David Freeze: Wrapping up Route 66

Published 12:00 am Monday, July 25, 2016

Editor’s note: Rowan County resident David Freeze is off on his latest summertime cycling adventure. This time, he’s riding the famed Route 66 from California to Chicago. This is the final installment of his odyssey.

Pineapple milkshakes from Dairy Queen and breakfast in the evenings from Denny’s and IHOP were two new habits developed while on the Route 66 adventure. This ride covered 2,778 miles over 38 days of cycling, part of it in the hottest temperatures I have ever experienced. Kingman, Ariz., was the hottest at 117 degrees but Needles, Calif., and Oatman, Ariz., were not far behind.

Those milkshakes and pancakes helped keep me going when the long distances between supplies were a major concern. Often, it simply came down to carrying all the water I could cram in my bags. Still, a few times I came close to running out. I never did though.

Other things that didn’t happen included wearing a rain jacket. Although I was caught in several severe storms, it was usually warm enough that the rain felt good coming down. I didn’t have any serous bike problems but it sure seemed a possibility back on July 16. Only two flat tires kept my average at less than one per 1,000 miles ridden. Most cyclists would be happy with this and I certainly am. The slow leak that allowed me to ride out the worst storm was a special blessing. The tire held just enough air long enough for me to make it safety.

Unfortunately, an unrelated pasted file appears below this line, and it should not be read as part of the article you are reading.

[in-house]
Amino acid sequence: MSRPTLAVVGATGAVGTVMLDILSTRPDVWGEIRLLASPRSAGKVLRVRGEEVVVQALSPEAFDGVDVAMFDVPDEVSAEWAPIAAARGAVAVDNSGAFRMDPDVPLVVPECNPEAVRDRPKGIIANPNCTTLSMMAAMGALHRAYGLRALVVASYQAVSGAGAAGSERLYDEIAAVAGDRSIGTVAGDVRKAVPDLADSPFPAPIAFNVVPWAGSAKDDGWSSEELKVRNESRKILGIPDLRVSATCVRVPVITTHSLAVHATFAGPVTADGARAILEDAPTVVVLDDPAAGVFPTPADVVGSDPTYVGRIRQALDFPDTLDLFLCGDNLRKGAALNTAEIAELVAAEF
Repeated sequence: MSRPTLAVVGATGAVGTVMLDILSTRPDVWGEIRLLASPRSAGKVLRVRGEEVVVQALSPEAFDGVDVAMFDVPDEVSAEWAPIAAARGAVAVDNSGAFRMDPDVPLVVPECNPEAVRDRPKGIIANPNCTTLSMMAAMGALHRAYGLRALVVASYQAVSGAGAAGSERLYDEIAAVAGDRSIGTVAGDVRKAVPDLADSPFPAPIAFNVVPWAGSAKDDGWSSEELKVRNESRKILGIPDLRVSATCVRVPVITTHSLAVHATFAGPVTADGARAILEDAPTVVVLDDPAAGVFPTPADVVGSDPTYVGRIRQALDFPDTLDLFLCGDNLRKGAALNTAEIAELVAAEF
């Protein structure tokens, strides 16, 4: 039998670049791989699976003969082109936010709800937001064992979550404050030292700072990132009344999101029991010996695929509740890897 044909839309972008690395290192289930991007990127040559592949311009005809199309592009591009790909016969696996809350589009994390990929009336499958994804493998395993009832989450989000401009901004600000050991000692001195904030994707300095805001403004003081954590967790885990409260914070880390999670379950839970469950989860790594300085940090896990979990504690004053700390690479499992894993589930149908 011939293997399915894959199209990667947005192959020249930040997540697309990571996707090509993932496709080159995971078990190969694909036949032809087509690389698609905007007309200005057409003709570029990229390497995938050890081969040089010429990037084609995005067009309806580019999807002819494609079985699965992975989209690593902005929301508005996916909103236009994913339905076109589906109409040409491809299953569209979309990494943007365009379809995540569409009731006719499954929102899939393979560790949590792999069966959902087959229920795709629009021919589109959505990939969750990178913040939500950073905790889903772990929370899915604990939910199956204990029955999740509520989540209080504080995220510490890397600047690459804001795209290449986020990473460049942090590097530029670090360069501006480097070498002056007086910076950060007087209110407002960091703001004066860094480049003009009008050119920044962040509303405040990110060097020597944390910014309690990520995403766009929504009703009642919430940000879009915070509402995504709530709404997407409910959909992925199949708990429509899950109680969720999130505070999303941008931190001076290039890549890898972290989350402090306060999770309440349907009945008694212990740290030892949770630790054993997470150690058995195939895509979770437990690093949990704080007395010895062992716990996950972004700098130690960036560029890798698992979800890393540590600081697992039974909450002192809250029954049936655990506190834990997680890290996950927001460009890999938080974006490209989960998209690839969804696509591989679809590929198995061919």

The were a lot of great days and no bad ones. On Sunday morning, July 10, I learned about the young man who won the first cross-country road race, met Stephanie and Danielle who invited me to church breakfast and saw the Mickey Mantle sites in Oklahoma. Sundays are always my favorite day to ride, but this day edged out all the other days of pedaling.

I bought a National Parks pass and put it to good use for the Petrified Forest and Painted Desert, the Gateway Arch in St. Louis and more. Little towns that grabbed my heart included Santa Rosa, Grants, Williams and New Buffalo. Springfield and Oklahoma City were fun bigger cities.